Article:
• synonyms


noun, plural mo·lies. Classical Mythology.
  1. an herb given to Odysseus by Hermes to counteract the spells of Circe.
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Origin of moly

< Latin mōly < Greek môly


noun Informal.
  1. molybdenum.
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Origin of moly

by shortening
Dictionary.com Unabridged Based on the Random House Unabridged Dictionary, © Random House, Inc. 2018

Examples from the Web for moly

Historical Examples of moly

  • A plant of moly is in his hand; and this will be the antidote to Circe's philter.

    Studies of the Greek Poets (Vol I of 2)

    John Addington Symonds

  • Moly,” the gods call it, and very hard it is for mortal man to find.

    Stories of the Old world

    Alfred John Church

  • Moly seems to have been Allium moly, one of the onion or garlic family.

    The Romance of Plant Life

    G. F. Scott Elliot

  • The Colonel did not mean hay; he meant asphodels and amaranth and moly.

    Hildegarde's Harvest

    Laura E. Richards

  • The mandrake, like the moly, the magical herb of the Odyssey, is ‘hard for men to dig.’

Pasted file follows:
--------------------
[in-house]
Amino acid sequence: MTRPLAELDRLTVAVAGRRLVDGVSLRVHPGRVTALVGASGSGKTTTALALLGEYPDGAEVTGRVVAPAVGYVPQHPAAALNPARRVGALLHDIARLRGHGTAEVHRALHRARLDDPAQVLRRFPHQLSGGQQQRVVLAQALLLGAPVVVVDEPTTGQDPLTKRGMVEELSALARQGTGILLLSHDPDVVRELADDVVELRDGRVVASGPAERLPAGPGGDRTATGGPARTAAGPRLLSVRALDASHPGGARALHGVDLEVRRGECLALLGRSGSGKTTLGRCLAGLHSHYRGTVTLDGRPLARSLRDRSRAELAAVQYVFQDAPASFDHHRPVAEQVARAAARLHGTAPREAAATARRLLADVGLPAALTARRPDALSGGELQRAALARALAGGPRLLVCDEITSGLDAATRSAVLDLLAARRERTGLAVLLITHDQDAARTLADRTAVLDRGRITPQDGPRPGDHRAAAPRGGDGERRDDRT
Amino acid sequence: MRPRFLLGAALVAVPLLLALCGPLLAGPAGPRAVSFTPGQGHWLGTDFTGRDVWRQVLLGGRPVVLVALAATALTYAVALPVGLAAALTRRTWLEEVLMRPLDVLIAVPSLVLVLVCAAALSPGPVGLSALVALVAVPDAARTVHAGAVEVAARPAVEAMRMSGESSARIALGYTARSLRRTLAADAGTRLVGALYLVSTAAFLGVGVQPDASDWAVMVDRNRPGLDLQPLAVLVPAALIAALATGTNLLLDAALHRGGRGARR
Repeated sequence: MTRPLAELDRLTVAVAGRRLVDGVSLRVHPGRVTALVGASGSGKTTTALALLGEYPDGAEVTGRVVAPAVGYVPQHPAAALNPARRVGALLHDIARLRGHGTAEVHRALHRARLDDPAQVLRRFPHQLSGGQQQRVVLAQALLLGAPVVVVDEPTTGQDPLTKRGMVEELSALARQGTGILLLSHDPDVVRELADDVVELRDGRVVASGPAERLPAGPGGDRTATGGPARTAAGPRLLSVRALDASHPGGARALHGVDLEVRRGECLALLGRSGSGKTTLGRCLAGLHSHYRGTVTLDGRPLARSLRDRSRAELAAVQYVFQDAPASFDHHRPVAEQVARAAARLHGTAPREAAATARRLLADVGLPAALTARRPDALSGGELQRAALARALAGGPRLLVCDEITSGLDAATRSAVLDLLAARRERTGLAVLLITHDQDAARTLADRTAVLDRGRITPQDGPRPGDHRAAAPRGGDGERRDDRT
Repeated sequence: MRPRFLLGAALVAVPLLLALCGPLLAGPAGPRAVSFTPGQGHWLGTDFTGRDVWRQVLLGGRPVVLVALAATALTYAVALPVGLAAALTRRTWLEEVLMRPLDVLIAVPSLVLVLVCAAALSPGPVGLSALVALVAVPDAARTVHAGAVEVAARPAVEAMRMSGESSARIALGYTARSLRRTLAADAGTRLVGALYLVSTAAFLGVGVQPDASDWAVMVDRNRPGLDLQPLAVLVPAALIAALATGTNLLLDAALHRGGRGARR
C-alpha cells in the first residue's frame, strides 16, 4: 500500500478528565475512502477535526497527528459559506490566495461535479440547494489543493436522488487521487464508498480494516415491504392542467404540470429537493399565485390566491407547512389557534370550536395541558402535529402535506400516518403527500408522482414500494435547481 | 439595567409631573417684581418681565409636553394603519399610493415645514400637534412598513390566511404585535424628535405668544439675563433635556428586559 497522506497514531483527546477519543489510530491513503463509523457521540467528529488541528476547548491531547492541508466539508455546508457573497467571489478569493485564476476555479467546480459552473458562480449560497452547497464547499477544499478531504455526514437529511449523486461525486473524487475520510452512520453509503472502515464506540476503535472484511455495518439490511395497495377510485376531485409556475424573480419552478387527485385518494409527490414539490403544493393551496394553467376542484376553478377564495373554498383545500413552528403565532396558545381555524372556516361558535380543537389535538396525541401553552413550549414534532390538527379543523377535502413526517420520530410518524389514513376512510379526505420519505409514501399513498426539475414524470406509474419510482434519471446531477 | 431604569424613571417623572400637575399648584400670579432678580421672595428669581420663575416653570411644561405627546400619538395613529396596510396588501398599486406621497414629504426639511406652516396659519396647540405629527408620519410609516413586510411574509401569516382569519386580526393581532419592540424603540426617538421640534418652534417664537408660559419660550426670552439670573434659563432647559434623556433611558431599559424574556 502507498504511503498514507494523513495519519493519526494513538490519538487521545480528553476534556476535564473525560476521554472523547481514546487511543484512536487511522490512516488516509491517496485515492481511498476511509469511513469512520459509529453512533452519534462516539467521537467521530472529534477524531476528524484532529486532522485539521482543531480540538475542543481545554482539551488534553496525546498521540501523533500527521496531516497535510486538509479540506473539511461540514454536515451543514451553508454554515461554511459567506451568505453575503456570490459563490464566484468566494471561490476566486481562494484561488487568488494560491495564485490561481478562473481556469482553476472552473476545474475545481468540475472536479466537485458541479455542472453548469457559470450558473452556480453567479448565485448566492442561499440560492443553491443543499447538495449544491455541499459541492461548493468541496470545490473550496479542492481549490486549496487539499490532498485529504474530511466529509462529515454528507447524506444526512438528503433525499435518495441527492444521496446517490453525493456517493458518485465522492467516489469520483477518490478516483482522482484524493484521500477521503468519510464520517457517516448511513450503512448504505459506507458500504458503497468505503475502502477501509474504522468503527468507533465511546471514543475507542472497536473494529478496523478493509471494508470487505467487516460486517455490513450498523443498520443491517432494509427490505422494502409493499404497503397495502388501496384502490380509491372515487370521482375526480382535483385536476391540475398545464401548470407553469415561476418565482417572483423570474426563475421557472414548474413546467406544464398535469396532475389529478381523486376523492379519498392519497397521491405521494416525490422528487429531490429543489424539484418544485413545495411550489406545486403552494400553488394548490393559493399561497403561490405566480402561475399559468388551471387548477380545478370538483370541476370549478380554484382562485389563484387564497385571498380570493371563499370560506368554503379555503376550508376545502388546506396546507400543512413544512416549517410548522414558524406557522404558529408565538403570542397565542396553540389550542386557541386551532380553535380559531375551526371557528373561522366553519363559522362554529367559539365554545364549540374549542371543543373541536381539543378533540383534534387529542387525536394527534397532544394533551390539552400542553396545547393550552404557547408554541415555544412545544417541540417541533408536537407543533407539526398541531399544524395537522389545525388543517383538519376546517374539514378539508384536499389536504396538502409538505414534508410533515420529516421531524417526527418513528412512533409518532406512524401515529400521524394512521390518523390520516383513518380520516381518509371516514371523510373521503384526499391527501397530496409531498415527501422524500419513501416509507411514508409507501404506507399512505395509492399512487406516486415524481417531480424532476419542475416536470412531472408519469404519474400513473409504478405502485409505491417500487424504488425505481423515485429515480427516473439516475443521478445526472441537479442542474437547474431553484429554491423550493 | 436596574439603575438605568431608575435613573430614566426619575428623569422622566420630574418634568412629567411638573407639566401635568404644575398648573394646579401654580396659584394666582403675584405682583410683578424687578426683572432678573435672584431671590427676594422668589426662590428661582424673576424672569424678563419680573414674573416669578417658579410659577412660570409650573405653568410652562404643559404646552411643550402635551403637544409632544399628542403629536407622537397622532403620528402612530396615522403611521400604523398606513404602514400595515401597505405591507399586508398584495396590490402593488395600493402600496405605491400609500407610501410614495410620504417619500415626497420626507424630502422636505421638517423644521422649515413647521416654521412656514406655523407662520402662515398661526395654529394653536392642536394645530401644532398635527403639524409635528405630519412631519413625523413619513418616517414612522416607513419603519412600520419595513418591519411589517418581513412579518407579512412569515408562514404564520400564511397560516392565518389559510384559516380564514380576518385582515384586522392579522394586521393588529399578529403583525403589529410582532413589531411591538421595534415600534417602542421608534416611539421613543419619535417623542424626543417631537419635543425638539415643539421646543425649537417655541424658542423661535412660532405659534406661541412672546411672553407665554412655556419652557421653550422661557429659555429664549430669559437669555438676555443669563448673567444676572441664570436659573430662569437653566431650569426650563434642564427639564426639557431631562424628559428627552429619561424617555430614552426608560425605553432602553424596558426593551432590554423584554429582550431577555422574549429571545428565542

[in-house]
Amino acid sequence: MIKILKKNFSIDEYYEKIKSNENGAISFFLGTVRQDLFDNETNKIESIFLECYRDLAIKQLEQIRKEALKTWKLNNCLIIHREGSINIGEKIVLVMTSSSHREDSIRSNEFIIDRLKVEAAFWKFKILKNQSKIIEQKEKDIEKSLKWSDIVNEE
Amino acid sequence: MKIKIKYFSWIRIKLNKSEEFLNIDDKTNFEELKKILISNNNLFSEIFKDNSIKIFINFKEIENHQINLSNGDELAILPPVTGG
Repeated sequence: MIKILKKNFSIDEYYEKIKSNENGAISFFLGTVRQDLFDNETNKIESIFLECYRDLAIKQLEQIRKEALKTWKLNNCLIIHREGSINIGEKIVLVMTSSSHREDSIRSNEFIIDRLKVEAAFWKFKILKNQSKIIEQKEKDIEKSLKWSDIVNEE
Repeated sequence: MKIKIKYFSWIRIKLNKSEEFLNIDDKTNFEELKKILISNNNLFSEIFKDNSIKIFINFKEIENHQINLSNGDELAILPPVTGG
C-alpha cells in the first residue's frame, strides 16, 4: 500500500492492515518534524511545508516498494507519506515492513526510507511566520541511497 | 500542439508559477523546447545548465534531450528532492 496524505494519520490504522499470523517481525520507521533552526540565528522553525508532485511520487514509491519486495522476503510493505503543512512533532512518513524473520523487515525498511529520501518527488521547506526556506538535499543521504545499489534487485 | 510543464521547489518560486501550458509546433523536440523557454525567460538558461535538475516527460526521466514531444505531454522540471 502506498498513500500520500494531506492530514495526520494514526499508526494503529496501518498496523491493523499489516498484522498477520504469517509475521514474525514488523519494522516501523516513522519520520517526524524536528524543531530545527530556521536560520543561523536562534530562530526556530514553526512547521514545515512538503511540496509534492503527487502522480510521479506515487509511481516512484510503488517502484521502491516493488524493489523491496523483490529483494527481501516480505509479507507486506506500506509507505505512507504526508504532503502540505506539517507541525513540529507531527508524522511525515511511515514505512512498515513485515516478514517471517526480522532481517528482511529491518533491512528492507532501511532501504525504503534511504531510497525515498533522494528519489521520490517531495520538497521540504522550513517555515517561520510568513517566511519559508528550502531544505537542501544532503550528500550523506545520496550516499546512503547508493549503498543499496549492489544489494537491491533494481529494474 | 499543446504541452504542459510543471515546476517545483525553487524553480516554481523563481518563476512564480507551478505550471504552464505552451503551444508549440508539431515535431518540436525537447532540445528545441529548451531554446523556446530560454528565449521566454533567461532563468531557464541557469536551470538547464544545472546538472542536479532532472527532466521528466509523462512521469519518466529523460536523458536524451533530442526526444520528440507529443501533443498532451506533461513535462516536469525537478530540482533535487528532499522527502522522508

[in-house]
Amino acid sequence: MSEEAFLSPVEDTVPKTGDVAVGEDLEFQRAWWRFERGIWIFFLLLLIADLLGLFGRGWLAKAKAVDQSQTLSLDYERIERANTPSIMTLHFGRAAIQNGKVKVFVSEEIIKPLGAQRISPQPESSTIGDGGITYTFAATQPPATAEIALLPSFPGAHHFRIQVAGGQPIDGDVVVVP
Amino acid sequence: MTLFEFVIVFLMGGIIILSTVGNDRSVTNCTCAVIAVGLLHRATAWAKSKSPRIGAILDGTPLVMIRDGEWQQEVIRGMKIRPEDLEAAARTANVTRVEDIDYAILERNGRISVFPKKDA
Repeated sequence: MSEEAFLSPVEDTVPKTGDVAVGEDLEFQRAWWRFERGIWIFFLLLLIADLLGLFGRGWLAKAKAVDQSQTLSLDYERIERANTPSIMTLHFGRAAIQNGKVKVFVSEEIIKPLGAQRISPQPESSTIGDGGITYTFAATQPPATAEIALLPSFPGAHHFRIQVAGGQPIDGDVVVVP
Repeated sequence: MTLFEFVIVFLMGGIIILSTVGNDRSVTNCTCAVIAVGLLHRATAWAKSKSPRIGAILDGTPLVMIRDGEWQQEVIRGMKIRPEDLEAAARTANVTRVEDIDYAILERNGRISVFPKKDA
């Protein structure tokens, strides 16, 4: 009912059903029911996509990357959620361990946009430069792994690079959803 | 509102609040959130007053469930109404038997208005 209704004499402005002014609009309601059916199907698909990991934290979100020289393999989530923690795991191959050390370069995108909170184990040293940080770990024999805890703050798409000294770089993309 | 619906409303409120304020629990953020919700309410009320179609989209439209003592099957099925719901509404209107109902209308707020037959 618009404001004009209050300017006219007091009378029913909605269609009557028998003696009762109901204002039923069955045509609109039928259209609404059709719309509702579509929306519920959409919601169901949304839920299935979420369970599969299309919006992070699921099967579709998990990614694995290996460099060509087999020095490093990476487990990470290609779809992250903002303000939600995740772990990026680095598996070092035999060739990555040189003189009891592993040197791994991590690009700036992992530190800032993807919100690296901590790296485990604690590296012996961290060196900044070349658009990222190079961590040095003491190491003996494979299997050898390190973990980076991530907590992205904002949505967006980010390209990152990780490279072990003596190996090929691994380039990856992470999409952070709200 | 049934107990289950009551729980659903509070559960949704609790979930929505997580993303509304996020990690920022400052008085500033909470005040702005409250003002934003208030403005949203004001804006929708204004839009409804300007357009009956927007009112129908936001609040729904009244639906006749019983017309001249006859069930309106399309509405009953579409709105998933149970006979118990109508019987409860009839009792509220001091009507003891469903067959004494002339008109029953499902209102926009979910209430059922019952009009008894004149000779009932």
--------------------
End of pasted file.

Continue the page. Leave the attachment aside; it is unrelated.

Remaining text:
Custom and Myth

    Andrew Lang

British Dictionary definitions for moly


noun plural -lies
  1. Greek myth a magic herb given by Hermes to Odysseus to nullify the spells of Circe
  2. a liliaceous plant, Allium moly, that is native to S Europe and has yellow flowers in a dense cluster
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Word Origin for moly

C16: from Latin mōly, from Greek mōlu
Collins English Dictionary - Complete & Unabridged 2012 Digital Edition © William Collins Sons & Co. Ltd. 1979, 1986 © HarperCollins Publishers 1998, 2000, 2003, 2005, 2006, 2007, 2009, 2012

Word Origin and History for moly


1570s, fabulous magical herb with white flowers and black root, given by Hermes to Odysseus as protection against Circe's sorcery, of unknown origin.

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Online Etymology Dictionary, © 2010 Douglas Harper